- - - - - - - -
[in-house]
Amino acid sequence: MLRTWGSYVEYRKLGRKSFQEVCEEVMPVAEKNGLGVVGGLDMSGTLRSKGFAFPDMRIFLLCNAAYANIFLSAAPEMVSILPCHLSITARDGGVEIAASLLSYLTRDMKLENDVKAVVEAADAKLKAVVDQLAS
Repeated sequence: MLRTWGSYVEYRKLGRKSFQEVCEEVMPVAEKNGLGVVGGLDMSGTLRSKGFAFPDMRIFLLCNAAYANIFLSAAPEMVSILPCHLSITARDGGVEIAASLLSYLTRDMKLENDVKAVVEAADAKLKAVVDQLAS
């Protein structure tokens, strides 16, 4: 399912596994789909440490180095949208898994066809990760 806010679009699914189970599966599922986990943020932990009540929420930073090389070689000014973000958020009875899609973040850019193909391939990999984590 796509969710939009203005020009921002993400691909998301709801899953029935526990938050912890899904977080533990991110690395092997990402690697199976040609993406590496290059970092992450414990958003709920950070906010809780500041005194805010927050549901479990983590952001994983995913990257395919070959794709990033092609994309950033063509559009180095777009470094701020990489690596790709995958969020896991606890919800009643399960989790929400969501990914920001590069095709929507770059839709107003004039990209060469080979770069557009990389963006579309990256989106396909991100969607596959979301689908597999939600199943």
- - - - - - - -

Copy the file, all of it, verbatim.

[in-house]
Amino acid sequence: MLRTWGSYVEYRKLGRKSFQEVCEEVMPVAEKNGLGVVGGLDMSGTLRSKGFAFPDMRIFLLCNAAYANIFLSAAPEMVSILPCHLSITARDGGVEIAASLLSYLTRDMKLENDVKAVVEAADAKLKAVVDQLAS
Repeated sequence: MLRTWGSYVEYRKLGRKSFQEVCEEVMPVAEKNGLGVVGGLDMSGTLRSKGFAFPDMRIFLLCNAAYANIFLSAAPEMVSILPCHLSITARDGGVEIAASLLSYLTRDMKLENDVKAVVEAADAKLKAVVDQLAS
């Protein structure tokens, strides 16, 4: 399912596994789909440490180095949208898994066809990760 806010679009699914189970599966599922986990943020932990009540929420930073090389070689000014973000958020009875899609973040850019193909391939990999984590 796509969710939009203005020009921002993400691909998301709801899953029935526990938050912890899904977080533990991110690395092997990402690697199976040609993406590496290059970092992450414990958003709920950070906010809780500041005194805010927050549901479990983590952001994983995913990257395919070959794709990033092609994309950033063509559009180095777009470094701020990489690596790709995958969020896991606890919800009643399960989790929400969501990914920001590069095709929507770059839709107003004039990209060469080979770069557009990389963006579309990256989106396909991100969607596959979301689908597999939600199943």